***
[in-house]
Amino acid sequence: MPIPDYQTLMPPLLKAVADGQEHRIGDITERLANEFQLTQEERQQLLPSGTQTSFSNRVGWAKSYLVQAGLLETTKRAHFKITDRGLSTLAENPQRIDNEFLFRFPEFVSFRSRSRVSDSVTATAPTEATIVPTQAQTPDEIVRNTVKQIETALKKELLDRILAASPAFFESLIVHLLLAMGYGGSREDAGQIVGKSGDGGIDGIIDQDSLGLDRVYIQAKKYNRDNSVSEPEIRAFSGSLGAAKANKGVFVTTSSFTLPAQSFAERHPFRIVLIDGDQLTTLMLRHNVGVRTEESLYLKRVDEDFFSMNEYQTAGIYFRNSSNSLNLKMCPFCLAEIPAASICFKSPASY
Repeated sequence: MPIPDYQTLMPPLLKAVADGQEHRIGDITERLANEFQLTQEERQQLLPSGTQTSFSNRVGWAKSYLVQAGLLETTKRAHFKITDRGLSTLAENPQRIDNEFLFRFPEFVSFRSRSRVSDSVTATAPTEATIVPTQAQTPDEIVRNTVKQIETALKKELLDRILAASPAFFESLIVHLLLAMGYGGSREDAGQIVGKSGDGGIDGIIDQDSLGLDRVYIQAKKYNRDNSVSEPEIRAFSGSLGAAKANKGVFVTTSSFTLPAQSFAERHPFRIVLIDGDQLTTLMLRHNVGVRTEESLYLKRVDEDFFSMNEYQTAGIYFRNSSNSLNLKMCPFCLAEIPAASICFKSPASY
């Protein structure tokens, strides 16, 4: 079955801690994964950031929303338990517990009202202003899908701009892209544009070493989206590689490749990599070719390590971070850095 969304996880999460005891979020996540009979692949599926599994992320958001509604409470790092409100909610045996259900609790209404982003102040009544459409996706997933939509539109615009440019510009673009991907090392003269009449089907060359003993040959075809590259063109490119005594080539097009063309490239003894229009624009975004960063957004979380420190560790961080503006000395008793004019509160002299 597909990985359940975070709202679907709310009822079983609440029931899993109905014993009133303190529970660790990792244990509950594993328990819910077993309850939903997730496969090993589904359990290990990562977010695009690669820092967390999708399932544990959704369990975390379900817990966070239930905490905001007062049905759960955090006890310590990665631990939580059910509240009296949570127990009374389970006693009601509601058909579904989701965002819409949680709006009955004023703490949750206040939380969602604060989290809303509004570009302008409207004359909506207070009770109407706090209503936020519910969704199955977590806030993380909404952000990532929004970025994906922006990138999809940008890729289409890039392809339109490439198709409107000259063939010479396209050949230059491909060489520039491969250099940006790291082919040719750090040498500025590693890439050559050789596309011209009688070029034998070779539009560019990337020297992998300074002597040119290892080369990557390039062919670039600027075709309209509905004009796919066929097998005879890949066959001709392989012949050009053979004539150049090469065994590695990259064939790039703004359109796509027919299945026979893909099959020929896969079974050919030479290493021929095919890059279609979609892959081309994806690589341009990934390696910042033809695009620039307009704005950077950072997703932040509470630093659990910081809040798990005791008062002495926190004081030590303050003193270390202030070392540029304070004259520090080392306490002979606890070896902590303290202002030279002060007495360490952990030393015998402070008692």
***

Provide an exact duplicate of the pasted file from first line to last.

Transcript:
[in-house]
Amino acid sequence: MPIPDYQTLMPPLLKAVADGQEHRIGDITERLANEFQLTQEERQQLLPSGTQTSFSNRVGWAKSYLVQAGLLETTKRAHFKITDRGLSTLAENPQRIDNEFLFRFPEFVSFRSRSRVSDSVTATAPTEATIVPTQAQTPDEIVRNTVKQIETALKKELLDRILAASPAFFESLIVHLLLAMGYGGSREDAGQIVGKSGDGGIDGIIDQDSLGLDRVYIQAKKYNRDNSVSEPEIRAFSGSLGAAKANKGVFVTTSSFTLPAQSFAERHPFRIVLIDGDQLTTLMLRHNVGVRTEESLYLKRVDEDFFSMNEYQTAGIYFRNSSNSLNLKMCPFCLAEIPAASICFKSPASY
Repeated sequence: MPIPDYQTLMPPLLKAVADGQEHRIGDITERLANEFQLTQEERQQLLPSGTQTSFSNRVGWAKSYLVQAGLLETTKRAHFKITDRGLSTLAENPQRIDNEFLFRFPEFVSFRSRSRVSDSVTATAPTEATIVPTQAQTPDEIVRNTVKQIETALKKELLDRILAASPAFFESLIVHLLLAMGYGGSREDAGQIVGKSGDGGIDGIIDQDSLGLDRVYIQAKKYNRDNSVSEPEIRAFSGSLGAAKANKGVFVTTSSFTLPAQSFAERHPFRIVLIDGDQLTTLMLRHNVGVRTEESLYLKRVDEDFFSMNEYQTAGIYFRNSSNSLNLKMCPFCLAEIPAASICFKSPASY
């Protein structure tokens, strides 16, 4: 079955801690994964950031929303338990517990009202202003899908701009892209544009070493989206590689490749990599070719390590971070850095 969304996880999460005891979020996540009979692949599926599994992320958001509604409470790092409100909610045996259900609790209404982003102040009544459409996706997933939509539109615009440019510009673009991907090392003269009449089907060359003993040959075809590259063109490119005594080539097009063309490239003894229009624009975004960063957004979380420190560790961080503006000395008793004019509160002299 597909990985359940975070709202679907709310009822079983609440029931899993109905014993009133303190529970660790990792244990509950594993328990819910077993309850939903997730496969090993589904359990290990990562977010695009690669820092967390999708399932544990959704369990975390379900817990966070239930905490905001007062049905759960955090006890310590990665631990939580059910509240009296949570127990009374389970006693009601509601058909579904989701965002819409949680709006009955004023703490949750206040939380969602604060989290809303509004570009302008409207004359909506207070009770109407706090209503936020519910969704199955977590806030993380909404952000990532929004970025994906922006990138999809940008890729289409890039392809339109490439198709409107000259063939010479396209050949230059491909060489520039491969250099940006790291082919040719750090040498500025590693890439050559050789596309011209009688070029034998070779539009560019990337020297992998300074002597040119290892080369990557390039062919670039600027075709309209509905004009796919066929097998005879890949066959001709392989012949050009053979004539150049090469065994590695990259064939790039703004359109796509027919299945026979893909099959020929896969079974050919030479290493021929095919890059279609979609892959081309994806690589341009990934390696910042033809695009620039307009704005950077950072997703932040509470630093659990910081809040798990005791008062002495926190004081030590303050003193270390202030070392540029304070004259520090080392306490002979606890070896902590303290202002030279002060007495360490952990030393015998402070008692």